The NUS Poverty Commission today (23 Apr) published their report, "Class dismissed: Getting in and getting on in further and higher education".
NUS established the Poverty Commission to bring issues of class and poverty in post-16 education to light – and to ensure the focus was on post-16 education as a whole rather than undergraduate study alone. The Poverty Commission aims to address barriers facing working class students when it comes to access, retention and success in post-16 education.
This report summarises the findings and recommendations arising from initial research into these areas.
In a society where class still determines too many outcomes, and poverty is on the rise, it is more important than ever to understand the barriers to accessing – and excelling in – post-16 education for working class people, and the ways in which poverty affects students’ ability to enter and succeed in tertiary education.
The Commission took a collaborative approach to identify both problems and potential solutions. There were two main strands to its initial fact-finding work. First, they asked students, students’ unions, academics, further and higher education sector agencies, trades unions, and business, charity and campaign groups to submit evidence on income and post-16 education.
The call for evidence was launched in October 2017 and closed in December, and they received 66 responses in total. Second, 12 individuals from these same groups were asked to act as commissioners and hear from experts from a range of organisations.
Over three full days, the commissioners heard from 13 witnesses discussing issues relating to finance, education and the way institutions and education itself is structured. The evidence received was then synthesised into the main report.
The evidence submitted to the Poverty Commission demonstrated a clear link between class and poverty in tertiary education. Further, the evidence showed that – in different ways, and not always intentionally – the result of this link is a ‘poverty premium’ endemic to further and higher education, which means that students from working class backgrounds often pay higher costs in order to access post-16 education as a consequence of class and poverty.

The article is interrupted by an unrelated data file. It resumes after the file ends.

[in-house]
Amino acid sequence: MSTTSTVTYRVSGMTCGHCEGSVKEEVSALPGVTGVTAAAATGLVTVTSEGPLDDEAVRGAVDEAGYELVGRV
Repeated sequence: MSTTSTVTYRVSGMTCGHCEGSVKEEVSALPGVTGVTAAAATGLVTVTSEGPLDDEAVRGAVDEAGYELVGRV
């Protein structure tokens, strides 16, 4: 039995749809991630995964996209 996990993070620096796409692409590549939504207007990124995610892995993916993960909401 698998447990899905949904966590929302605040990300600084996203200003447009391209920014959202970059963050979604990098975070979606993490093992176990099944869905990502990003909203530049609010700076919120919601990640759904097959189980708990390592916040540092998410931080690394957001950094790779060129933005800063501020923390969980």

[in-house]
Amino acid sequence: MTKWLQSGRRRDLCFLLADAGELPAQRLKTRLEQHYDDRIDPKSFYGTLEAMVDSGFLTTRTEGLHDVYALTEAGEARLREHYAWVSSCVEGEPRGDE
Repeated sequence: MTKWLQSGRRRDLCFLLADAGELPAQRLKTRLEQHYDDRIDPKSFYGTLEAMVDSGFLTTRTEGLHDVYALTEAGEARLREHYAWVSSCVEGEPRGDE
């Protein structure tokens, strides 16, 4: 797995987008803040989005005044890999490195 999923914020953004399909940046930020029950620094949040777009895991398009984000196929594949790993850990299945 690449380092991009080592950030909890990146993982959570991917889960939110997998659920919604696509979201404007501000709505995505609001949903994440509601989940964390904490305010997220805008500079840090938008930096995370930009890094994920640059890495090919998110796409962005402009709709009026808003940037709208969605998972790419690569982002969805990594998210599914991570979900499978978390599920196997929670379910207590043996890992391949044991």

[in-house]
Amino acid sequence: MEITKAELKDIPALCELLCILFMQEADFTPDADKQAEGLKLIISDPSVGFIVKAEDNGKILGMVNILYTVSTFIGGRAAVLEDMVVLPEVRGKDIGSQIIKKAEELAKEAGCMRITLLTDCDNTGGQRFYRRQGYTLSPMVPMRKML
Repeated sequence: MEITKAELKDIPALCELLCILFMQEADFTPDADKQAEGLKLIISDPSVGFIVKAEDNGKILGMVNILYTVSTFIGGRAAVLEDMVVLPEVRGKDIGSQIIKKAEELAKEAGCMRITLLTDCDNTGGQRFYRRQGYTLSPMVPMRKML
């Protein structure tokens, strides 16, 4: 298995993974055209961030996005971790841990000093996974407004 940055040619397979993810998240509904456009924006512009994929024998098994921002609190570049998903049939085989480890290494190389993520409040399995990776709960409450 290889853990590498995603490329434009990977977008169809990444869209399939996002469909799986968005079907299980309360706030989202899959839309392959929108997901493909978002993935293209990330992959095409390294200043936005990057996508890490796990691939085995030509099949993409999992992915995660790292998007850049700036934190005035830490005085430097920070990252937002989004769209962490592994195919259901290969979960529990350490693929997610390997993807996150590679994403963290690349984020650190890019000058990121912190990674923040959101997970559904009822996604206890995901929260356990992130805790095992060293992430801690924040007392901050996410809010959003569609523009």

This ranged from direct costs such as higher interest charges on student loans or commercial debt to indirect costs such as higher transport or accommodation costs arising from having fewer opportunities and choices than better-off students.
Responding to the report, Professor Dame Janet Beer, President of Universities UK and Vice-Chancellor of the University of Liverpool, said:
“While progress has been made in recent years in supporting and admitting more young people from disadvantaged backgrounds to university, there is still a long way to go. The decline in part-time and mature student entrants is also a clear concern.
“Universities UK supports the call to reinstate government maintenance grants, targeted to those students who need them the most. The government’s switch in England from maintenance grants to loans had a more significant impact on those from more disadvantaged backgrounds, who need to take out higher loans for living costs and so have higher lifetime loan repayments. This financial barrier compounds the academic barriers that already exist for disadvantaged pupils from early years education onwards. On average, school pupils from disadvantaged backgrounds achieve lower levels of attainment than their more affluent peers.
Mark Dawe, Chief Executive of the Association of Employment and Learning Providers (AELP) says:
"The report makes a very valuable contribution to the debate on how apprenticeships should be helping to drive forward social mobility and after Lucy Allan’s intervention in the select committee hearing last week, it’s right that the Commission is highlighting the family benefit issue as a significant barrier for those from a disadvantaged background. After the latest falling start numbers for young people and at intermediate level, this is one of several things that ministers need to look at as a matter of urgency.
"The Commission rightly notes the median wages which apprentices are actually earning but we agree that there is a case for reviewing the minimum wage rate. It would make a big difference if SMEs weren’t being charged now for taking young apprentices on because businesses have to consider wages and training costs together."